As the world moves unsteadily toward eliminating the threat of COVID-19, navigating the world can seem like moving across a map on which all the countries are different colors. The pandemic has been global, but the response to it is highly fragmented. There is no standard international code for how to create a safe environment while COVID continues to be present. Every country is going about it in its own way.
That’s great for the spirit of independence, but it creates a whole lot of annoying complications for travelers who, a couple of years ago, used to cross many international borders with ease. For Dan Austin, president of Austin Adventures, an operator of tour programs on several continents, it has become like an endless series of changing conditions Read the rest of this entry »
Las Vegas is hiring. The seismic rumble of a big comeback is roiling underfoot on The Strip.
Las Vegas’s KSNV TV recently reported that job fairs by the big casino operators are picking up steam in Las Vegas, signaling that the casinos are preparing for an abrupt turnaround as the vaccination rate reaches critical mass.
Casino owner Derek Stevens recently held a drive-through job fair, making offers to applicants in their cars. Caesar’s Entertainment recently held a job fair virtually. Now people are starting to worry about a possible labor shortage. Read the rest of this entry »
COVID-19 has clearly pushed the curve of technological evolution, changed society irreversibly and sent it off on a new course. Where it goes, nobody knows. But we can be sure that we will see a wave of innovation.
COVID has been the harshest Mother of Invention in a lifetime. And now, as the dust clears and we begin to pull our way out of this colossal pileup, we can begin to assess not only the damage, but also the benefits from the innovation that was forced by the global emergency.
We’re seeing some of the resulting innovations unfolding now, and I suspect we’ll be seeing a steady stream of them for a long time. It’s going to be an interesting ride, because I don’t think anyone expects our world to return to what it was pre-COVID. Read the rest of this entry »
Lindblad Expeditions made an announcement recently that company founder Sven-Olof Lindblad is stepping down from his role as CEO. To anyone who has observed Sven Lindblad for decades and seen his single-minded dedication to his work, the announcement may have been disorienting. Could Sven Lindblad actually be retiring?
The thought crossed my mind, but upon thinking about it, it was just inconceivable that Sven would be backing away from the work to which he has devoted his life. It is not hyperbole to say that, for Sven Lindblad, his work is not merely a job or a livelihood, or even just a business enterprise, it really is a mission. Read the rest of this entry »
The jobs report from the US Department of Labor on Good Friday was a great Easter present, with job growth way outpacing projections, pointing to a resurrection of the economy. Dow Jones was expecting 675,000 new jobs. But we got 916,000, the largest number since last August. Unemployment dropped to 6 percent, down from 14.7 percent in April 2020.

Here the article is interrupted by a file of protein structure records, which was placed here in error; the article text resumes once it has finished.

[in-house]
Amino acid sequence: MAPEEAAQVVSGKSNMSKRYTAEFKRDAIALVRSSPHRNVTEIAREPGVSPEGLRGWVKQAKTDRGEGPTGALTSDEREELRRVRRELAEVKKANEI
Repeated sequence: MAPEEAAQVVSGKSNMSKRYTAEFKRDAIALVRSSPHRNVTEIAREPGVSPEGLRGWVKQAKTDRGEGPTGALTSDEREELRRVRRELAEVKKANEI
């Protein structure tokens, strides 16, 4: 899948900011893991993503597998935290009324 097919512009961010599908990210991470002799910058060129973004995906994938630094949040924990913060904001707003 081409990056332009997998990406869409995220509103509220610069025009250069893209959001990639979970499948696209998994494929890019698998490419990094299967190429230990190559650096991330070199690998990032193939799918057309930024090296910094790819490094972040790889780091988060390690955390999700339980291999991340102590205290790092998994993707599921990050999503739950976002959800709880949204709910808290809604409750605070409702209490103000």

Not surprisingly, the gains were led by the same sector of the economy that took the biggest hit from COVID: the hospitality industry.
According to CNBC, “Leisure and hospitality, a sector critical to restoring the jobs market to its former strength, showed the strongest gains for the month with 280,000 new hires. Bars and restaurants added 176,000, while arts, entertainment and recreation contributed 64,000 to the total.” Read the rest of this entry »
As we see the dissemination of anti-COVID vaccines into the population at a rate of millions of doses per day, and the relevant numbers are trending in positive directions, it seems appropriate to take a moment to thank the scientific community for producing these wonder drugs with unprecedented speed and effectiveness.
The vaccines are changing the world. Just as COVID-19 transformed the world drastically, the anti-COVID vaccines are changing it again. Not back to what it was, but to something new.
As we gradually recover our mobility as a nation, some aspects of our previous life will resume. In essence: life will begin again. The previous “normal” is not in the cards. But I’m pretty happy about the one that is taking shape. Read the rest of this entry »
Back in the late 1970s, when airlines were deregulated under President Jimmy Carter, the airline business was opened to the free market. This was supposed to unleash competition, to create diversity in the marketplace, and expand choices for consumers. It didn’t quite go as planned.
Gradually, the big airlines gobbled up the smaller ones, and the number of airlines dwindled; until, by 2017, four airlines controlled about 80 percent of U.S. passenger air traffic. It sounds more like the description of an oligopoly than a free market.
Of course, in the late ‘70s no one knew what to expect. It had never been done before. It was all brand new territory. Read the rest of this entry »